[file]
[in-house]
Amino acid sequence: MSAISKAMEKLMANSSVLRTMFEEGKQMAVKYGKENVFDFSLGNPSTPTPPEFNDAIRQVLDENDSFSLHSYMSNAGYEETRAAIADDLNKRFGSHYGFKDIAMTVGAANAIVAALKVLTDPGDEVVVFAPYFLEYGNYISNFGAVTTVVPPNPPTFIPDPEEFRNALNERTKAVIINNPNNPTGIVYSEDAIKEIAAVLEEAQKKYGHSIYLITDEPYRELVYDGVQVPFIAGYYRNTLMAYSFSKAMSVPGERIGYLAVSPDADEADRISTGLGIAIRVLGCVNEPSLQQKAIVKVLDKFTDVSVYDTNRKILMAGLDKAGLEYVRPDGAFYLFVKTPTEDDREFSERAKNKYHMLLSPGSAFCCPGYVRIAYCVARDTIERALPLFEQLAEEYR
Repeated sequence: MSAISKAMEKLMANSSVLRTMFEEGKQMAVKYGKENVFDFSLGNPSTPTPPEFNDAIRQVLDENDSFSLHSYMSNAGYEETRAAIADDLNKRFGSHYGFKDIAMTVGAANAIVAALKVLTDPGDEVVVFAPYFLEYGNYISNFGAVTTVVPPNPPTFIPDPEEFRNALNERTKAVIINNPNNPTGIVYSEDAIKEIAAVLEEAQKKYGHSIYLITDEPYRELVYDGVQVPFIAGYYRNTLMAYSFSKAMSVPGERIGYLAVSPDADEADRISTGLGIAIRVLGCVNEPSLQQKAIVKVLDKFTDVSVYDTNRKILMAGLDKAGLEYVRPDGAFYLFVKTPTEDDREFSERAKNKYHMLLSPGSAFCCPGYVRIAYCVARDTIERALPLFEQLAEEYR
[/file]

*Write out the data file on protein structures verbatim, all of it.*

[in-house]
Amino acid sequence: MSAISKAMEKLMANSSVLRTMFEEGKQMAVKYGKENVFDFSLGNPSTPTPPEFNDAIRQVLDENDSFSLHSYMSNAGYEETRAAIADDLNKRFGSHYGFKDIAMTVGAANAIVAALKVLTDPGDEVVVFAPYFLEYGNYISNFGAVTTVVPPNPPTFIPDPEEFRNALNERTKAVIINNPNNPTGIVYSEDAIKEIAAVLEEAQKKYGHSIYLITDEPYRELVYDGVQVPFIAGYYRNTLMAYSFSKAMSVPGERIGYLAVSPDADEADRISTGLGIAIRVLGCVNEPSLQQKAIVKVLDKFTDVSVYDTNRKILMAGLDKAGLEYVRPDGAFYLFVKTPTEDDREFSERAKNKYHMLLSPGSAFCCPGYVRIAYCVARDTIERALPLFEQLAEEYR
Repeated sequence: MSAISKAMEKLMANSSVLRTMFEEGKQMAVKYGKENVFDFSLGNPSTPTPPEFNDAIRQVLDENDSFSLHSYMSNAGYEETRAAIADDLNKRFGSHYGFKDIAMTVGAANAIVAALKVLTDPGDEVVVFAPYFLEYGNYISNFGAVTTVVPPNPPTFIPDPEEFRNALNERTKAVIINNPNNPTGIVYSEDAIKEIAAVLEEAQKKYGHSIYLITDEPYRELVYDGVQVPFIAGYYRNTLMAYSFSKAMSVPGERIGYLAVSPDADEADRISTGLGIAIRVLGCVNEPSLQQKAIVKVLDKFTDVSVYDTNRKILMAGLDKAGLEYVRPDGAFYLFVKTPTEDDREFSERAKNKYHMLLSPGSAFCCPGYVRIAYCVARDTIERALPLFEQLAEEYR